By: Leif Gregersen
My ten year-old grandson Brandon was at my feet, flying his toy hovercar, chasing his brother’s drone helicopter. I loved watching him and when he saw me smiling he asked me what was the happiest day of my life. I told him it was the day he was born, but he pestered me for a more detailed answer. I began:
“A summer day of my eleventh year was the best. Two years before that, your great-grandparents had divorced, and I was caught in the middle, pulled in both directions. For a while I liked the game. It got me new rollerblades one time, it gave me a break from auntie Michelle for a few weeks another. My friends would often come over and marvel at the great stuff I had and were jealous how much I got away with by living with my Mom.”
I paused to cough, sip at my tea, then went on. “That summer changed everything. Dad took time off and brought Michelle and I to a park to go hiking and taking pictures. I had high hopes of getting a shot to put into a $5,000 photography contest.”
“We didn’t know that there was no wi-fi or cell service in the park. I have to admit I went through some pretty tough withdrawals until we started hiking and climbing the surrounding mountains. One scorching hot and beautiful summer afternoon, an emergency broadcast was put out all over the county we were in but we had no idea. What we did know was that far off in the distance dozens of military jets were flying on full alert. We could hear it; no maybe it was more we could feel the thing they sought was just over the next rise from where we were.” I was pleased to see my grandson’s eyes widen as I spoke.
“Eagerly, we climbed up to a vantage point and could see the object. It was an orb, only around 30 feet tall. It was resting in a small pool of water and had a bright white glow to it that was so peaceful and inviting it took away any fear we might have felt. Dad and I watched it for a while, content to just look at it and take snapshots. Then, to our horror, we saw little Michelle walking up to it. We ran towards her, yelling for her to step back, and then rays came out of the orb, stopped us in our tracks and Michelle disappeared.”
“Fifteen minutes later the orb released us and we cautiously walked towards it. As we did, Michelle came out with someone. A tall, slim, comfortably dressed, ordinary human being who seemed eerily familiar. I walked up to him and he put his hand on my head. As he did, a feeling of love and contentment came over me, and I understood he was there to tell us something. I told my Dad to stand where I had and the man put his hand out again onto my Dad’s forehead. As he did, two of the jets seemed to tear the sky open overhead. I knew they had hostile intentions. I found some logs and arranged them into a ‘peace symbol.’ Great grampa was in a trance-like state. The orb seemed to understand what I was doing and projected another ‘peace symbol’ into the sky. Again, two jets went by overhead much slower and they waved their wings at us. They had understood the signal!”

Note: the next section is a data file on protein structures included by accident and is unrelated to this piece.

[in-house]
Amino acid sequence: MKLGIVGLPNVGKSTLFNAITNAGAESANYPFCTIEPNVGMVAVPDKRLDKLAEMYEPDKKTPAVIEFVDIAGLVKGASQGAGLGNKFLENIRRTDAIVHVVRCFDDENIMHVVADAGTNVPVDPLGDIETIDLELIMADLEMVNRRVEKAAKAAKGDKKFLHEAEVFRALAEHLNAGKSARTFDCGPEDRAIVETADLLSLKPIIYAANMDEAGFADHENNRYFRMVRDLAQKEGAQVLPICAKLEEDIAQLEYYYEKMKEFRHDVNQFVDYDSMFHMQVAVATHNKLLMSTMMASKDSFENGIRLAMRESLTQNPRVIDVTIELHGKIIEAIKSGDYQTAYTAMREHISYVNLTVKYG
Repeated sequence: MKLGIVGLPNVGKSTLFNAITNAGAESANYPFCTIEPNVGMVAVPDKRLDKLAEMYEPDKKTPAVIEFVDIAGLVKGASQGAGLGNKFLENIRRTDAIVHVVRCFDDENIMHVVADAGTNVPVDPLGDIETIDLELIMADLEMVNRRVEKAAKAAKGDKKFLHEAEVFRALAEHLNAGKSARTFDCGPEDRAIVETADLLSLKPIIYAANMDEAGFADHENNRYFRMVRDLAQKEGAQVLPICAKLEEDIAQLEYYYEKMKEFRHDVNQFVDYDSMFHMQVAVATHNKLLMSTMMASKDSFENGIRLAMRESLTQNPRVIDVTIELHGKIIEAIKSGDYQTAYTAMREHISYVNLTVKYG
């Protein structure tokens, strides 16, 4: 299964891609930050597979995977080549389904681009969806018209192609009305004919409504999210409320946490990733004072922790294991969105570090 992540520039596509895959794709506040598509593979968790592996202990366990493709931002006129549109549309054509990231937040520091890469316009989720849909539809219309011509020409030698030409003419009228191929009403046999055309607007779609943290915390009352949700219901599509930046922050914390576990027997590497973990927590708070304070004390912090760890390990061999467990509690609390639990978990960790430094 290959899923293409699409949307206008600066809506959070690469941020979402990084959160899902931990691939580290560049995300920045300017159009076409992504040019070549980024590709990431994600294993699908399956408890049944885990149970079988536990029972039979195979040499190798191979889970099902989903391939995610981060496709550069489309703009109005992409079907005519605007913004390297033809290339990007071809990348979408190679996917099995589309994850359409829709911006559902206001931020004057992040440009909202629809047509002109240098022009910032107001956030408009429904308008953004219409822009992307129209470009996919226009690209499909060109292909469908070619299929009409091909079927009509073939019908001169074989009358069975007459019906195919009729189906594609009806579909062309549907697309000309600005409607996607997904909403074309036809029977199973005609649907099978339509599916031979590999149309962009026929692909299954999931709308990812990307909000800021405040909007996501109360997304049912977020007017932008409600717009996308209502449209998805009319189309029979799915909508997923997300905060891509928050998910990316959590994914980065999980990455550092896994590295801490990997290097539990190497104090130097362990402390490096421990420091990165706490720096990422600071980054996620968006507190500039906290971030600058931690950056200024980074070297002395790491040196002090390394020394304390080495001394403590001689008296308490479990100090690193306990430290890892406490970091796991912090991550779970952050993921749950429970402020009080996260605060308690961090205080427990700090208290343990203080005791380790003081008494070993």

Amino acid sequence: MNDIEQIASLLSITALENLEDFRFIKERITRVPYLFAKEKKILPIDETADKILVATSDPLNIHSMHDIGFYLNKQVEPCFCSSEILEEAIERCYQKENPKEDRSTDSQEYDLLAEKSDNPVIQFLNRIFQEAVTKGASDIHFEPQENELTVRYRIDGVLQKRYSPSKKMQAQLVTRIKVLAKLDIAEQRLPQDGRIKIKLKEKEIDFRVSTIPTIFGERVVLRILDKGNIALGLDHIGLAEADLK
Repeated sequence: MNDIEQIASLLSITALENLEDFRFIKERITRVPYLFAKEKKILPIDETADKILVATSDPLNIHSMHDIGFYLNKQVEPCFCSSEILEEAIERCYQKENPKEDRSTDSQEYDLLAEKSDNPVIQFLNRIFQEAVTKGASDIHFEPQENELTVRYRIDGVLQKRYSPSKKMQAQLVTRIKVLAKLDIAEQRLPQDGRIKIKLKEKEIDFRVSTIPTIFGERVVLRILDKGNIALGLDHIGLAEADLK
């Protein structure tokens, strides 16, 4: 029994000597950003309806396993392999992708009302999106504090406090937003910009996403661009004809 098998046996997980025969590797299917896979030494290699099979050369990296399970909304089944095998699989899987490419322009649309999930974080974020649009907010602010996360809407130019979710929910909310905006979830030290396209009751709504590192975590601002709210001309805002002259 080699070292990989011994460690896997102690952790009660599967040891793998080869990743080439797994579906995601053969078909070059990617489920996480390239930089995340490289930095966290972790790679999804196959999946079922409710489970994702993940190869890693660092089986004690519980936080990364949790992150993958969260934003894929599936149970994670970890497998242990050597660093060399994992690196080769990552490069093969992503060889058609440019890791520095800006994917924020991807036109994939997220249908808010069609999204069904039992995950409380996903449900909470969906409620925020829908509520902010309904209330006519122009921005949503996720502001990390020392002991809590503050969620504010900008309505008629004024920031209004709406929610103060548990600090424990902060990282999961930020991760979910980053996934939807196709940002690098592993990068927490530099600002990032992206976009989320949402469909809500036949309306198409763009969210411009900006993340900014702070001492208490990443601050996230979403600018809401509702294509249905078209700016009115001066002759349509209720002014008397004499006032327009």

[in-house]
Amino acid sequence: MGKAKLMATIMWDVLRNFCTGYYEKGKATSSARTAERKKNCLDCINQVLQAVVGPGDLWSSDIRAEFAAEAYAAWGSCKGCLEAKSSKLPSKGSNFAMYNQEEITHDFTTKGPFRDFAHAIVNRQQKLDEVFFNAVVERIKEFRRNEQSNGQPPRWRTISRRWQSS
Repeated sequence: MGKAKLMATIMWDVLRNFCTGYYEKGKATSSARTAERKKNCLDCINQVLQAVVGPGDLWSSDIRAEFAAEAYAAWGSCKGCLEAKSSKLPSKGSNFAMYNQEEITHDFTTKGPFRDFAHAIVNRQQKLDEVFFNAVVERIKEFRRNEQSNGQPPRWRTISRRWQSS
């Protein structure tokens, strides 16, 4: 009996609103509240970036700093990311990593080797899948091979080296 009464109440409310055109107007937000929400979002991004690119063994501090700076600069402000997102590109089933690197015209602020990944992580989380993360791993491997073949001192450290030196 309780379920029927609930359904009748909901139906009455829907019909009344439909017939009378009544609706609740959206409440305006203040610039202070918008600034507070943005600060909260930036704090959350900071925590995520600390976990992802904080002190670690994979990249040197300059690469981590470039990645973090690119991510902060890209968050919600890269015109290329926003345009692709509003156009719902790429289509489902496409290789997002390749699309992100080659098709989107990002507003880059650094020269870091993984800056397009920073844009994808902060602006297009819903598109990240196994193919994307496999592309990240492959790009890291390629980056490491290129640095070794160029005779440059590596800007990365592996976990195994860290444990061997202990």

“The being took his hand away from your great-grampa and made a signal for me to come over. He said:
‘You are a very wise and brave boy. Take a picture then all of us must go.’ I took several pictures, and as I did the man grew smaller until he was an orb himself and floated back into the main ship, which took off. The three of us walked back to the car like zombies. We sat in silence for what seemed like hours.”
“Was that all that happened Grampa?”
“There was just one more thing. I took many snapshots, but when we loaded them onto the computer, there was no sign of the orb. Then, on the last picture I took was an image of a shrunken man carried by the most beautiful bald eagle you can imagine.”
“I don’t know if I can believe all that Grampa.”
I rummaged through a drawer that was behind me and I took out a copy of the picture and gave it to Brandon.
“But Grampa-this is a picture of an eagle–and you.”
“Yes, Brandon, yes it is.”